New research conducted in the UK concluded that plant-based foods could potentially reduce Parkinson’s disease risk and the risk of several other chronic diseases in some people.
The study, published in the journal Movement Disorders under the title, “Plant-Based Dietary Patterns and Parkinson’s Disease: A Prospective Analysis of the UK Biobank,” was authored by Tresserra-Rimbau and collaborators. It was a prospective cohort study among 126,283 participants from the UK Biobank to examine the association of three plant-based diets with Parkinson’s disease incidence.
The researchers used the Oxford WebQ dietary questionnaire to assess the participants’ diet-related data, which described their frequency of consumption of ~200 foods and 30 beverages for the past 24 hours. With this, they calculated a plant-based diet index (PDI), including the unhealthful and healthful plant-based diet indices (uPDI and hPDI) based on culinary and nutritional similarities of 17 food groups assessed in this study.
The study found that 577 cases of PD occurred in the UK Biobank participants, with a follow-up lasting 11.8 years. It found that participants in the highest hPDI quartile had a 22% lower risk of Parkinson’s disease, but a higher uPDI showed a correlation to a 38% greater risk of Parkinson’s disease. The authors also noted a linear, albeit weaker, inverse association for overall PDI. The authors noted no association between dairy intake and Parkinson’s disease, with higher intakes of vegetables, nuts, and tea lowering PD risk, especially when consumed in three, 0.5, and five portions/day.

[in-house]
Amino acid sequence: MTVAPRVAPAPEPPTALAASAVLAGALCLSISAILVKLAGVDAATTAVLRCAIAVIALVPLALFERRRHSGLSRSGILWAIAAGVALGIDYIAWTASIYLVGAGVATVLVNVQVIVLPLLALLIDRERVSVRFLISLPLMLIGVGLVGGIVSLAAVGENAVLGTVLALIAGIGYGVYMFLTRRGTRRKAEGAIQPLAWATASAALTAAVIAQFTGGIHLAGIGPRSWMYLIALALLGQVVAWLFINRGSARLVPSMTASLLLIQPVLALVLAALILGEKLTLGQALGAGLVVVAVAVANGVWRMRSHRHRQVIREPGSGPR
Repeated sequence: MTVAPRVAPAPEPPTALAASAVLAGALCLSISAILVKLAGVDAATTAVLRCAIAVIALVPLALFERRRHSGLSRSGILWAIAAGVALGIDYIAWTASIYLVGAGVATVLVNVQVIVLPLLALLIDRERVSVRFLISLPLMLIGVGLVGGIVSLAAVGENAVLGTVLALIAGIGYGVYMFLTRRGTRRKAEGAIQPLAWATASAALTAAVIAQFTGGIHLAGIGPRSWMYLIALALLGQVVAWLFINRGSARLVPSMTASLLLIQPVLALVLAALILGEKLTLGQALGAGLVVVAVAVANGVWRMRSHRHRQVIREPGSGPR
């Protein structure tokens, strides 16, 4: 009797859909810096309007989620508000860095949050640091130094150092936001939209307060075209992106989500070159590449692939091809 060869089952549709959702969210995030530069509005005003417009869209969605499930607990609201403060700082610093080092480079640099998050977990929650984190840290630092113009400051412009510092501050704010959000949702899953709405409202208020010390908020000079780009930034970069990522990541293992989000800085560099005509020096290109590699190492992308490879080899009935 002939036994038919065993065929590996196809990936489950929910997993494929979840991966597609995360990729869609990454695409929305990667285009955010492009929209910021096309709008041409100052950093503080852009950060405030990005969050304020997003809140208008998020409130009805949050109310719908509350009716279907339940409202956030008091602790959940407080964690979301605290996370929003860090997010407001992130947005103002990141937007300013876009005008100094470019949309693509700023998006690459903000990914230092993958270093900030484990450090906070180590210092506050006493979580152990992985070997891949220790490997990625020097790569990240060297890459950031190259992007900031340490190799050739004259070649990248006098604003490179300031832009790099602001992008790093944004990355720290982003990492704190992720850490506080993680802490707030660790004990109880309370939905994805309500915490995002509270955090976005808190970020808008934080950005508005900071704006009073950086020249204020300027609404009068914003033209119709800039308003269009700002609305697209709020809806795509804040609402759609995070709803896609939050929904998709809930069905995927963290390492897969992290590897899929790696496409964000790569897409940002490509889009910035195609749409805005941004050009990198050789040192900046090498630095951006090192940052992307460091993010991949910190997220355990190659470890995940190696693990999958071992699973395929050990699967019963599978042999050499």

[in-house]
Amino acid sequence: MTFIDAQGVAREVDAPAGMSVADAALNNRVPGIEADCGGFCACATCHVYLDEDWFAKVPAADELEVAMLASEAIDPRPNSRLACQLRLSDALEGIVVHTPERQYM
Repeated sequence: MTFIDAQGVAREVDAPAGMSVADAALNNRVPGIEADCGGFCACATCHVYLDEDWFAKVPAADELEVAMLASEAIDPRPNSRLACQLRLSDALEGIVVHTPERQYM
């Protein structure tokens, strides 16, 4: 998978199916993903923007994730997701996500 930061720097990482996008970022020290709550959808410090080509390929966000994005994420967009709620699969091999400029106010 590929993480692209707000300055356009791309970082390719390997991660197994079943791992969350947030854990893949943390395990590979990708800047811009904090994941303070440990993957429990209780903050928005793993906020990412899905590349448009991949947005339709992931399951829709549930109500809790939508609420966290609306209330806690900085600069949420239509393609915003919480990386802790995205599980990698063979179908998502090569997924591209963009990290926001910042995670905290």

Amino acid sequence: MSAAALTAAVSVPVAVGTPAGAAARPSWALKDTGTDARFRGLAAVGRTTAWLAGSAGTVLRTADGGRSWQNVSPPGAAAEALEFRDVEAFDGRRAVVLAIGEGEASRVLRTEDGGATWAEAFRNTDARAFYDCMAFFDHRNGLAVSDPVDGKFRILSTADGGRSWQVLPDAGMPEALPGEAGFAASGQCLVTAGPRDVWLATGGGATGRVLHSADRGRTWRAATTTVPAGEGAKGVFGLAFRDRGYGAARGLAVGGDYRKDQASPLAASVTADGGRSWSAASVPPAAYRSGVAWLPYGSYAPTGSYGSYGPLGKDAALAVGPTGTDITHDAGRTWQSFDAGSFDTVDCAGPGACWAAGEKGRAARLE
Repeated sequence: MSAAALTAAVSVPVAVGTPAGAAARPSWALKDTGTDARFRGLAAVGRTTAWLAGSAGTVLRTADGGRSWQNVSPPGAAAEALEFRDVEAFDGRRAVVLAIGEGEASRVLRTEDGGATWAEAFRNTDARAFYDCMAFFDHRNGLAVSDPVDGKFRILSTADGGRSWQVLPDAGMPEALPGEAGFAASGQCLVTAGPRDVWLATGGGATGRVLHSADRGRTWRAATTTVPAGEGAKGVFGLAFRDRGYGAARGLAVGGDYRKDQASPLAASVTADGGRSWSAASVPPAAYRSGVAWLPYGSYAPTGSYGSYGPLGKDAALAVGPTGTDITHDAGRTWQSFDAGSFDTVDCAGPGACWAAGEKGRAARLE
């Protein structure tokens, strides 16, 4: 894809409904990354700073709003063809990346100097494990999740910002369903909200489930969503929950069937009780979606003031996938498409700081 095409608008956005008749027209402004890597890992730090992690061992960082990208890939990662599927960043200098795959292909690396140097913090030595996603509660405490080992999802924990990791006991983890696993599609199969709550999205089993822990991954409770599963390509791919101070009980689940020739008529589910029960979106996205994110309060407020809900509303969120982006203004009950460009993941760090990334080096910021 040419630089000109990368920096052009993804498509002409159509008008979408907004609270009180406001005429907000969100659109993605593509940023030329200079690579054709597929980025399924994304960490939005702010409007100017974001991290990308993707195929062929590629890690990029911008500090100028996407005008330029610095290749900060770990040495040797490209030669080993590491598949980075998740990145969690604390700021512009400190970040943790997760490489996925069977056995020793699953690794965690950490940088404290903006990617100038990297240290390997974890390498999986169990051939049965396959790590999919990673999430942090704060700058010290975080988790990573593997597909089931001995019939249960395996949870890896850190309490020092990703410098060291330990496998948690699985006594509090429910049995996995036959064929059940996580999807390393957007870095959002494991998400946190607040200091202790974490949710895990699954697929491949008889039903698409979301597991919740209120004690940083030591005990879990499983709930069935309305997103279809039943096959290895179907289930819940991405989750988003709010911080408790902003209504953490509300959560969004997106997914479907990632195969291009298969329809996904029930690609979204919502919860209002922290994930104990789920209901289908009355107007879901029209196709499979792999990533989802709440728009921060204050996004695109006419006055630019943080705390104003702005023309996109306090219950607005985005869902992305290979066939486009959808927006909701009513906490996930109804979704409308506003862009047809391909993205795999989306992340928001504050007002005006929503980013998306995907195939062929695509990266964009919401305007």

It seems that differential associations between hPDI and Parkinson’s disease were significant only for those with higher education (HR 0.84), smokers (HR 0.82), and lower Parkinson’s disease polygenic risk score (PRS) (HR 0.72), suggesting that dietary intervention might exclusively benefit those without genetic risks for Parkinson’s disease.